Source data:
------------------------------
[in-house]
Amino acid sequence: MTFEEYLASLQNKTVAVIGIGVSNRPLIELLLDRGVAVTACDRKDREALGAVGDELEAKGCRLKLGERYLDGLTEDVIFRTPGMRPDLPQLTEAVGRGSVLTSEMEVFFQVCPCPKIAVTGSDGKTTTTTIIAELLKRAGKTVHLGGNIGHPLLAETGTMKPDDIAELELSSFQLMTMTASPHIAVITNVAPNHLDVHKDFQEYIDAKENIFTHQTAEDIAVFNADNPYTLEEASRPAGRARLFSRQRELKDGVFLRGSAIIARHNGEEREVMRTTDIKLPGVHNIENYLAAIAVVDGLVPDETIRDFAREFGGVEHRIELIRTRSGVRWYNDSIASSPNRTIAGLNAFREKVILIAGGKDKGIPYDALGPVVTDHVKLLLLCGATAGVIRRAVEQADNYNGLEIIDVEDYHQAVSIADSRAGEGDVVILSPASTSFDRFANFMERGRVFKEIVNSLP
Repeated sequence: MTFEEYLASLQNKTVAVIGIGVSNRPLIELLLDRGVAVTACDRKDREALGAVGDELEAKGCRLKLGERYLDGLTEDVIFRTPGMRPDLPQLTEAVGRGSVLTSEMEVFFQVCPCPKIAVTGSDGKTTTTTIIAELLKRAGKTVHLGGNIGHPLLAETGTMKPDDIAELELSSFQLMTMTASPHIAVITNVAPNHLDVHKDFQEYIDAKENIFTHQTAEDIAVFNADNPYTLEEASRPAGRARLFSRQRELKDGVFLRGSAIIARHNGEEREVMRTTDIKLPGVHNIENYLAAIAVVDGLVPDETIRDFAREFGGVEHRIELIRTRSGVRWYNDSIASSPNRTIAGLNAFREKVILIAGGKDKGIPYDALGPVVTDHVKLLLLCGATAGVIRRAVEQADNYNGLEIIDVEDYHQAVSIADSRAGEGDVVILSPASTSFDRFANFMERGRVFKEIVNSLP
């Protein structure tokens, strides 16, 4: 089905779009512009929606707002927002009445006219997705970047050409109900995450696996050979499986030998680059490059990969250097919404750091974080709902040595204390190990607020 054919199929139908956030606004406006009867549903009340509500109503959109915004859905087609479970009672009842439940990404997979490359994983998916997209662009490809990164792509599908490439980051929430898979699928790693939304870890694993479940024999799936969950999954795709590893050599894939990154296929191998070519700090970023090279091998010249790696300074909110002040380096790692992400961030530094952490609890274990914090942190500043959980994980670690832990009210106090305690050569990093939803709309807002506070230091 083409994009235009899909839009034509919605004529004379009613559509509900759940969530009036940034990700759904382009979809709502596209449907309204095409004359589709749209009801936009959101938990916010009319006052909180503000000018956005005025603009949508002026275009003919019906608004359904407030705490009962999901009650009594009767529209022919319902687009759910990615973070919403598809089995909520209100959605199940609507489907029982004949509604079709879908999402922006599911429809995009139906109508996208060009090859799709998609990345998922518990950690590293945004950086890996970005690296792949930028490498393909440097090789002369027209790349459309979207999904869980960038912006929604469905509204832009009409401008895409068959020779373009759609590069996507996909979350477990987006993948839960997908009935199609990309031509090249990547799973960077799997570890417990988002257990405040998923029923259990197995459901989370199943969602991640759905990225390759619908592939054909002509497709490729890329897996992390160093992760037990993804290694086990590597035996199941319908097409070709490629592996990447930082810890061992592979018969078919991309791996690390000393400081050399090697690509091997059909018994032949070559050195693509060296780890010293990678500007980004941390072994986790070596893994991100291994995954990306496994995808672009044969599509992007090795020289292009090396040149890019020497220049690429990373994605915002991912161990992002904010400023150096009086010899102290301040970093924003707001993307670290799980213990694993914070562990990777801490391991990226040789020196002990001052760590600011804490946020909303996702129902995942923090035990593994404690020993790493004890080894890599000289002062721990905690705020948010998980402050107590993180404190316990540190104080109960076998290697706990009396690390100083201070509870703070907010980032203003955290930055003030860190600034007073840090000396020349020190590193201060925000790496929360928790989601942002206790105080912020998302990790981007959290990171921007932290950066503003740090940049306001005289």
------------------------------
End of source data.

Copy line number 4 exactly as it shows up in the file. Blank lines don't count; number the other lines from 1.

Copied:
């Protein structure tokens, strides 16, 4: 089905779009512009929606707002927002009445006219997705970047050409109900995450696996050979499986030998680059490059990969250097919404750091974080709902040595204390190990607020 054919199929139908956030606004406006009867549903009340509500109503959109915004859905087609479970009672009842439940990404997979490359994983998916997209662009490809990164792509599908490439980051929430898979699928790693939304870890694993479940024999799936969950999954795709590893050599894939990154296929191998070519700090970023090279091998010249790696300074909110002040380096790692992400961030530094952490609890274990914090942190500043959980994980670690832990009210106090305690050569990093939803709309807002506070230091 083409994009235009899909839009034509919605004529004379009613559509509900759940969530009036940034990700759904382009979809709502596209449907309204095409004359589709749209009801936009959101938990916010009319006052909180503000000018956005005025603009949508002026275009003919019906608004359904407030705490009962999901009650009594009767529209022919319902687009759910990615973070919403598809089995909520209100959605199940609507489907029982004949509604079709879908999402922006599911429809995009139906109508996208060009090859799709998609990345998922518990950690590293945004950086890996970005690296792949930028490498393909440097090789002369027209790349459309979207999904869980960038912006929604469905509204832009009409401008895409068959020779373009759609590069996507996909979350477990987006993948839960997908009935199609990309031509090249990547799973960077799997570890417990988002257990405040998923029923259990197995459901989370199943969602991640759905990225390759619908592939054909002509497709490729890329897996992390160093992760037990993804290694086990590597035996199941319908097409070709490629592996990447930082810890061992592979018969078919991309791996690390000393400081050399090697690509091997059909018994032949070559050195693509060296780890010293990678500007980004941390072994986790070596893994991100291994995954990306496994995808672009044969599509992007090795020289292009090396040149890019020497220049690429990373994605915002991912161990992002904010400023150096009086010899102290301040970093924003707001993307670290799980213990694993914070562990990777801490391991990226040789020196002990001052760590600011804490946020909303996702129902995942923090035990593994404690020993790493004890080894890599000289002062721990905690705020948010998980402050107590993180404190316990540190104080109960076998290697706990009396690390100083201070509870703070907010980032203003955290930055003030860190600034007073840090000396020349020190590193201060925000790496929360928790989601942002206790105080912020998302990790981007959290990171921007932290950066503003740090940049306001005289």